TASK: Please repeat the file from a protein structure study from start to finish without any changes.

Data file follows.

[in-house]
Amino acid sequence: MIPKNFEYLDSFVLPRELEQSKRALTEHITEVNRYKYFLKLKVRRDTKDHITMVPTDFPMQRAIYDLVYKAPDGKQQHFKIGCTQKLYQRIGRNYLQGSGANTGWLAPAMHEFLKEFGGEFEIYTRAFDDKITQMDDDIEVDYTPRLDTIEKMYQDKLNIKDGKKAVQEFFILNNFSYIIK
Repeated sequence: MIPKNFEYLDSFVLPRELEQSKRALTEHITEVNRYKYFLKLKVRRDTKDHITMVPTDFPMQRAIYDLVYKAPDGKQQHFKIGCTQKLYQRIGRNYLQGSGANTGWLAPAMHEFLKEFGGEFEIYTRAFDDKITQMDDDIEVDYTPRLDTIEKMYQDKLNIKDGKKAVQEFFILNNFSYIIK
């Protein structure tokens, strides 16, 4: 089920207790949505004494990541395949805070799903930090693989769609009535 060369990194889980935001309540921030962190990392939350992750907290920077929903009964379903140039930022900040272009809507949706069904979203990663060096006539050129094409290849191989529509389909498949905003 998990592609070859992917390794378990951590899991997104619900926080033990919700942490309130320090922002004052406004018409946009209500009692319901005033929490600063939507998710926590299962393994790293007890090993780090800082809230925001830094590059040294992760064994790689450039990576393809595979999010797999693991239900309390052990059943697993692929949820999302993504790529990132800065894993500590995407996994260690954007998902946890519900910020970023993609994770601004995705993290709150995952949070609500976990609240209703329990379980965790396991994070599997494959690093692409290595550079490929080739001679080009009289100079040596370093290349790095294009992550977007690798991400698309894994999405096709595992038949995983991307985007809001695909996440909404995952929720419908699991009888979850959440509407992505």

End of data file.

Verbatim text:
[in-house]
Amino acid sequence: MIPKNFEYLDSFVLPRELEQSKRALTEHITEVNRYKYFLKLKVRRDTKDHITMVPTDFPMQRAIYDLVYKAPDGKQQHFKIGCTQKLYQRIGRNYLQGSGANTGWLAPAMHEFLKEFGGEFEIYTRAFDDKITQMDDDIEVDYTPRLDTIEKMYQDKLNIKDGKKAVQEFFILNNFSYIIK
Repeated sequence: MIPKNFEYLDSFVLPRELEQSKRALTEHITEVNRYKYFLKLKVRRDTKDHITMVPTDFPMQRAIYDLVYKAPDGKQQHFKIGCTQKLYQRIGRNYLQGSGANTGWLAPAMHEFLKEFGGEFEIYTRAFDDKITQMDDDIEVDYTPRLDTIEKMYQDKLNIKDGKKAVQEFFILNNFSYIIK
């Protein structure tokens, strides 16, 4: 089920207790949505004494990541395949805070799903930090693989769609009535 060369990194889980935001309540921030962190990392939350992750907290920077929903009964379903140039930022900040272009809507949706069904979203990663060096006539050129094409290849191989529509389909498949905003 998990592609070859992917390794378990951590899991997104619900926080033990919700942490309130320090922002004052406004018409946009209500009692319901005033929490600063939507998710926590299962393994790293007890090993780090800082809230925001830094590059040294992760064994790689450039990576393809595979999010797999693991239900309390052990059943697993692929949820999302993504790529990132800065894993500590995407996994260690954007998902946890519900910020970023993609994770601004995705993290709150995952949070609500976990609240209703329990379980965790396991994070599997494959690093692409290595550079490929080739001679080009009289100079040596370093290349790095294009992550977007690798991400698309894994999405096709595992038949995983991307985007809001695909996440909404995952929720419908699991009888979850959440509407992505």